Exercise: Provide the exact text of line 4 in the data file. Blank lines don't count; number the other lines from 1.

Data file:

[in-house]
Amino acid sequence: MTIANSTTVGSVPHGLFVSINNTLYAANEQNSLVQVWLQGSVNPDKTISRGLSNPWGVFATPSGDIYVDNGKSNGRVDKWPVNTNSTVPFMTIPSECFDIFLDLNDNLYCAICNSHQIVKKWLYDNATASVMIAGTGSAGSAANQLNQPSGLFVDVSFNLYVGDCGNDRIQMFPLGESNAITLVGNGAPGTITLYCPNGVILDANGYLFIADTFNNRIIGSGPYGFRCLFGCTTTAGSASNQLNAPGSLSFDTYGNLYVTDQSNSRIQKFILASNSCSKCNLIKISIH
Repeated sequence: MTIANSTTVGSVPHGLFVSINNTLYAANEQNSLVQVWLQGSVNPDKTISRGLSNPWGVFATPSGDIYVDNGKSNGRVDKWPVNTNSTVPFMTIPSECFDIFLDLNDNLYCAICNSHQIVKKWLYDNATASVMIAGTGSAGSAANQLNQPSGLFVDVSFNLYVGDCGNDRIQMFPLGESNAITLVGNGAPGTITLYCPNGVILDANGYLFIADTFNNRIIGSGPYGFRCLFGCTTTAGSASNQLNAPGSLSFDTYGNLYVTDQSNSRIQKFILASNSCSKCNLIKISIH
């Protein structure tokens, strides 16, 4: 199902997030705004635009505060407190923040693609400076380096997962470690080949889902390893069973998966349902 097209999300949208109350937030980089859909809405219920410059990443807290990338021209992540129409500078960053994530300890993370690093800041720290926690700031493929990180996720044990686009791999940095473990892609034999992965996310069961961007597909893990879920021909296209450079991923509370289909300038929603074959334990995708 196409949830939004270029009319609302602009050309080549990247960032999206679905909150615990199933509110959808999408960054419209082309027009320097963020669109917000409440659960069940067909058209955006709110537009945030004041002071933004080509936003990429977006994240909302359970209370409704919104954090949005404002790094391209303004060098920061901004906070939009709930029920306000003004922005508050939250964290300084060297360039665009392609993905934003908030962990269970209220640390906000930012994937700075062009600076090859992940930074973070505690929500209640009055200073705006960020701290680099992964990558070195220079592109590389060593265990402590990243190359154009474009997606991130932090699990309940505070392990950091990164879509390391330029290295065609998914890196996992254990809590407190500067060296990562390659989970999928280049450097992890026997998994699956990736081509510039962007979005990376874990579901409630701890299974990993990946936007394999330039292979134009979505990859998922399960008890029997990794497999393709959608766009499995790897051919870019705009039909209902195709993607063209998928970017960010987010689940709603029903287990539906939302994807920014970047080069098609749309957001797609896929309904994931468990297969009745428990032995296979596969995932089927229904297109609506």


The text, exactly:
């Protein structure tokens, strides 16, 4: 199902997030705004635009505060407190923040693609400076380096997962470690080949889902390893069973998966349902 097209999300949208109350937030980089859909809405219920410059990443807290990338021209992540129409500078960053994530300890993370690093800041720290926690700031493929990180996720044990686009791999940095473990892609034999992965996310069961961007597909893990879920021909296209450079991923509370289909300038929603074959334990995708 196409949830939004270029009319609302602009050309080549990247960032999206679905909150615990199933509110959808999408960054419209082309027009320097963020669109917000409440659960069940067909058209955006709110537009945030004041002071933004080509936003990429977006994240909302359970209370409704919104954090949005404002790094391209303004060098920061901004906070939009709930029920306000003004922005508050939250964290300084060297360039665009392609993905934003908030962990269970209220640390906000930012994937700075062009600076090859992940930074973070505690929500209640009055200073705006960020701290680099992964990558070195220079592109590389060593265990402590990243190359154009474009997606991130932090699990309940505070392990950091990164879509390391330029290295065609998914890196996992254990809590407190500067060296990562390659989970999928280049450097992890026997998994699956990736081509510039962007979005990376874990579901409630701890299974990993990946936007394999330039292979134009979505990859998922399960008890029997990794497999393709959608766009499995790897051919870019705009039909209902195709993607063209998928970017960010987010689940709603029903287990539906939302994807920014970047080069098609749309957001797609896929309904994931468990297969009745428990032995296979596969995932089927229904297109609506």